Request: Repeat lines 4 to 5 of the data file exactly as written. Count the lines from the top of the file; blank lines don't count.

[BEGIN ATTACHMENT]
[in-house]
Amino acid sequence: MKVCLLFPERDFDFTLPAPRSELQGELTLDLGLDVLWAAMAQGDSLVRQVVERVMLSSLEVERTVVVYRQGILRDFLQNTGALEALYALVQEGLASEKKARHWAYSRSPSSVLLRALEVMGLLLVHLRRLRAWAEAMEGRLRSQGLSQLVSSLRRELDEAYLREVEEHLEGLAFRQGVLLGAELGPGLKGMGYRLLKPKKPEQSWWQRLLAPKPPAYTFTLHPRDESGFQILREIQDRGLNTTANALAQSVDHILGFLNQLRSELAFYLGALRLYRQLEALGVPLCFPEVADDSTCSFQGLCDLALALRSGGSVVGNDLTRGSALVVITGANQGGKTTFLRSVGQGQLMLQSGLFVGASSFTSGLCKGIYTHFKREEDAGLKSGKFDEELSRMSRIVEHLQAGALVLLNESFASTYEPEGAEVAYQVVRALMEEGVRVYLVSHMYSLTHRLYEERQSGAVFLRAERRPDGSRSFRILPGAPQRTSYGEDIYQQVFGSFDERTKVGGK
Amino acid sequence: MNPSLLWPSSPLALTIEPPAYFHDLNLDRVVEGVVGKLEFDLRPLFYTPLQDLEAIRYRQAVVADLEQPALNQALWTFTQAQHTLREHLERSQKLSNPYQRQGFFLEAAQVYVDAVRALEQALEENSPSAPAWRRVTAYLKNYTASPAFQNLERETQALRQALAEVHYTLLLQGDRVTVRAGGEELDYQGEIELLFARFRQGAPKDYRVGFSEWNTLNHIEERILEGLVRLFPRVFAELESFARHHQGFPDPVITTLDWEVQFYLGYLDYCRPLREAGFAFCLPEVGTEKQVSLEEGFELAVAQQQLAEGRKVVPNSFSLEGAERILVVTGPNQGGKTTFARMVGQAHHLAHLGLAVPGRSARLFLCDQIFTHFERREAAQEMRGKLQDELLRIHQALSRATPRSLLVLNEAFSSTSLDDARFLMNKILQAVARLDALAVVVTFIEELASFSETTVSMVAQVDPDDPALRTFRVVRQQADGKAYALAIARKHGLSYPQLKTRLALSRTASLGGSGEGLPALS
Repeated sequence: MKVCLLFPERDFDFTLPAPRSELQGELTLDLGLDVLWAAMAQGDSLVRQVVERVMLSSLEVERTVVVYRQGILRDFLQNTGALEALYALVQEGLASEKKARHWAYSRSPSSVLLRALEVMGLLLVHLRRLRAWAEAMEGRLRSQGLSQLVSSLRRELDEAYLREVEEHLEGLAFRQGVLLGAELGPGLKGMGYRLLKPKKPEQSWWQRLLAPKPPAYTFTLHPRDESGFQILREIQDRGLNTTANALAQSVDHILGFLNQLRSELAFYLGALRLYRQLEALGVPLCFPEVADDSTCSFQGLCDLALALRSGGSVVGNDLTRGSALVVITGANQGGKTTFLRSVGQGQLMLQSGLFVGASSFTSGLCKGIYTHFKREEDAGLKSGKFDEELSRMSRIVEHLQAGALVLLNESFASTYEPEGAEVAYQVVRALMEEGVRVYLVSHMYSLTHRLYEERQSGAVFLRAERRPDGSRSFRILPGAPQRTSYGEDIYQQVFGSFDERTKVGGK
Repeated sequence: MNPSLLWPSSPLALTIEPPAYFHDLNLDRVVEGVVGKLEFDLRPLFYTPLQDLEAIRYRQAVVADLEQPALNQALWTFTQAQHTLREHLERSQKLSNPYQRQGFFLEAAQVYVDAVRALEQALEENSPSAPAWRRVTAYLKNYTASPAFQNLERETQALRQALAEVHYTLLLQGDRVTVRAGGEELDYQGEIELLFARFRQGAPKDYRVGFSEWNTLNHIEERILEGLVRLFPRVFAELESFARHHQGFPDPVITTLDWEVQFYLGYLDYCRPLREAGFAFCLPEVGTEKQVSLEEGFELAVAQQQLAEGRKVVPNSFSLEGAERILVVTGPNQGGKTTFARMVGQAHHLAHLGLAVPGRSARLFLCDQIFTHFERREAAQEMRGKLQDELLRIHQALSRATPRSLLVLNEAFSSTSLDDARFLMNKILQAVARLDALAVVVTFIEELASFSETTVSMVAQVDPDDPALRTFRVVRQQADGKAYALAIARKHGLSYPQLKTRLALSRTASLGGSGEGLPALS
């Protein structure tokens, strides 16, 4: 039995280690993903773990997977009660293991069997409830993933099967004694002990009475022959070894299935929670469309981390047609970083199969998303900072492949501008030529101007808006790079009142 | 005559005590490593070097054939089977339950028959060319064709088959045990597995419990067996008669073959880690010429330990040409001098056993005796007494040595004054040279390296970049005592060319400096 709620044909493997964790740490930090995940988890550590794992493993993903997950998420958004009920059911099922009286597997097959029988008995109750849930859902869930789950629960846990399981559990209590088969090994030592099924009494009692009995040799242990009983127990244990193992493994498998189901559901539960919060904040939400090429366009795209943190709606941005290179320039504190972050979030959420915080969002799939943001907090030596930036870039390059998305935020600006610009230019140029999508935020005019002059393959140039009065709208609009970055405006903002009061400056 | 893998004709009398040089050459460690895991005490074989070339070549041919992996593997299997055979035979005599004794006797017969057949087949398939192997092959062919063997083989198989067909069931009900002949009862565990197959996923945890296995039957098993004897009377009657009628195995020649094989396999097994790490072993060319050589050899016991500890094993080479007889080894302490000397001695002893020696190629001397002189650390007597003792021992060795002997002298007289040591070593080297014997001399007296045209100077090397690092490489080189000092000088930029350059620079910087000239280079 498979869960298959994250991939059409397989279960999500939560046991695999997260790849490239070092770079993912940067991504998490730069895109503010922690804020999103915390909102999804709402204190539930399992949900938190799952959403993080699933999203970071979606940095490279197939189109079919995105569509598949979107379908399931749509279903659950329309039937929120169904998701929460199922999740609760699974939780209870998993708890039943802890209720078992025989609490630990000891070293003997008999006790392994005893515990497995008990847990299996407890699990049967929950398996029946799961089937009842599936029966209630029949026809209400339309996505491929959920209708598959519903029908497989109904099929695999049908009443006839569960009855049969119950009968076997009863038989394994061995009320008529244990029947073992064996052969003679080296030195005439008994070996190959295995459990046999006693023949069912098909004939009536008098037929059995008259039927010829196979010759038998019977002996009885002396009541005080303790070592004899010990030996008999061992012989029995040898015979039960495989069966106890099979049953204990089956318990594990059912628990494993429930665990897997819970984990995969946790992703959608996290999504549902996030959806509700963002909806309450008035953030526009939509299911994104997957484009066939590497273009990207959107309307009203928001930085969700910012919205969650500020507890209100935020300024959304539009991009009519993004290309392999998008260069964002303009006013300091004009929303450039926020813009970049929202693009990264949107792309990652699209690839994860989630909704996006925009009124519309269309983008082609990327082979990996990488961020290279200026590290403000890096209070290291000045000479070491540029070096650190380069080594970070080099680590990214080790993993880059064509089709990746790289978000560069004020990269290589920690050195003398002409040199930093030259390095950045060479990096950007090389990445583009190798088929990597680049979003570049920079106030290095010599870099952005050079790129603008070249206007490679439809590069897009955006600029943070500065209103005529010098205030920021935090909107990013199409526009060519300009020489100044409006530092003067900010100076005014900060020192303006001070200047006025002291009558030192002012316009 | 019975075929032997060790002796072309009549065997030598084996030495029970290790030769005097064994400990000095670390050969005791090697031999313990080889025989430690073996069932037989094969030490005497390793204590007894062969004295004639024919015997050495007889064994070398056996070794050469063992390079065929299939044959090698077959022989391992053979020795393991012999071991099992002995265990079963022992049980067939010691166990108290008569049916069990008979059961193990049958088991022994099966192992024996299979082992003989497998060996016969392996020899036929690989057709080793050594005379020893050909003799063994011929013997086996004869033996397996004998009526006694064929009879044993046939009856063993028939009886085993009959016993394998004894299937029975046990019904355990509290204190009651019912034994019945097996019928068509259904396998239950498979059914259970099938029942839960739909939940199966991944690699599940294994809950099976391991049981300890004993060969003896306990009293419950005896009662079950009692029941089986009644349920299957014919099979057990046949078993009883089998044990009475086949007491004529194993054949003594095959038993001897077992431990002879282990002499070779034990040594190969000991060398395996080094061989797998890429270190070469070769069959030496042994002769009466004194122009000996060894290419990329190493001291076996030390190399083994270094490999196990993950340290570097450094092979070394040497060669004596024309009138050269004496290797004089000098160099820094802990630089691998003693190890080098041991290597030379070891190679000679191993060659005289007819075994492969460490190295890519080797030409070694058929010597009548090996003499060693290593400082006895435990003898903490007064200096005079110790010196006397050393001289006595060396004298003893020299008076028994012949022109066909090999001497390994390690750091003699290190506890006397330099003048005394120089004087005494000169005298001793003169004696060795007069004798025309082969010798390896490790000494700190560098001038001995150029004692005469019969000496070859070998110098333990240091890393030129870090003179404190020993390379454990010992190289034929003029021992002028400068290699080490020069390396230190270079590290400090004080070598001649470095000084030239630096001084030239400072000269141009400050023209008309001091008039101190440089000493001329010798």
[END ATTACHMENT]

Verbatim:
Repeated sequence: MKVCLLFPERDFDFTLPAPRSELQGELTLDLGLDVLWAAMAQGDSLVRQVVERVMLSSLEVERTVVVYRQGILRDFLQNTGALEALYALVQEGLASEKKARHWAYSRSPSSVLLRALEVMGLLLVHLRRLRAWAEAMEGRLRSQGLSQLVSSLRRELDEAYLREVEEHLEGLAFRQGVLLGAELGPGLKGMGYRLLKPKKPEQSWWQRLLAPKPPAYTFTLHPRDESGFQILREIQDRGLNTTANALAQSVDHILGFLNQLRSELAFYLGALRLYRQLEALGVPLCFPEVADDSTCSFQGLCDLALALRSGGSVVGNDLTRGSALVVITGANQGGKTTFLRSVGQGQLMLQSGLFVGASSFTSGLCKGIYTHFKREEDAGLKSGKFDEELSRMSRIVEHLQAGALVLLNESFASTYEPEGAEVAYQVVRALMEEGVRVYLVSHMYSLTHRLYEERQSGAVFLRAERRPDGSRSFRILPGAPQRTSYGEDIYQQVFGSFDERTKVGGK
Repeated sequence: MNPSLLWPSSPLALTIEPPAYFHDLNLDRVVEGVVGKLEFDLRPLFYTPLQDLEAIRYRQAVVADLEQPALNQALWTFTQAQHTLREHLERSQKLSNPYQRQGFFLEAAQVYVDAVRALEQALEENSPSAPAWRRVTAYLKNYTASPAFQNLERETQALRQALAEVHYTLLLQGDRVTVRAGGEELDYQGEIELLFARFRQGAPKDYRVGFSEWNTLNHIEERILEGLVRLFPRVFAELESFARHHQGFPDPVITTLDWEVQFYLGYLDYCRPLREAGFAFCLPEVGTEKQVSLEEGFELAVAQQQLAEGRKVVPNSFSLEGAERILVVTGPNQGGKTTFARMVGQAHHLAHLGLAVPGRSARLFLCDQIFTHFERREAAQEMRGKLQDELLRIHQALSRATPRSLLVLNEAFSSTSLDDARFLMNKILQAVARLDALAVVVTFIEELASFSETTVSMVAQVDPDDPALRTFRVVRQQADGKAYALAIARKHGLSYPQLKTRLALSRTASLGGSGEGLPALS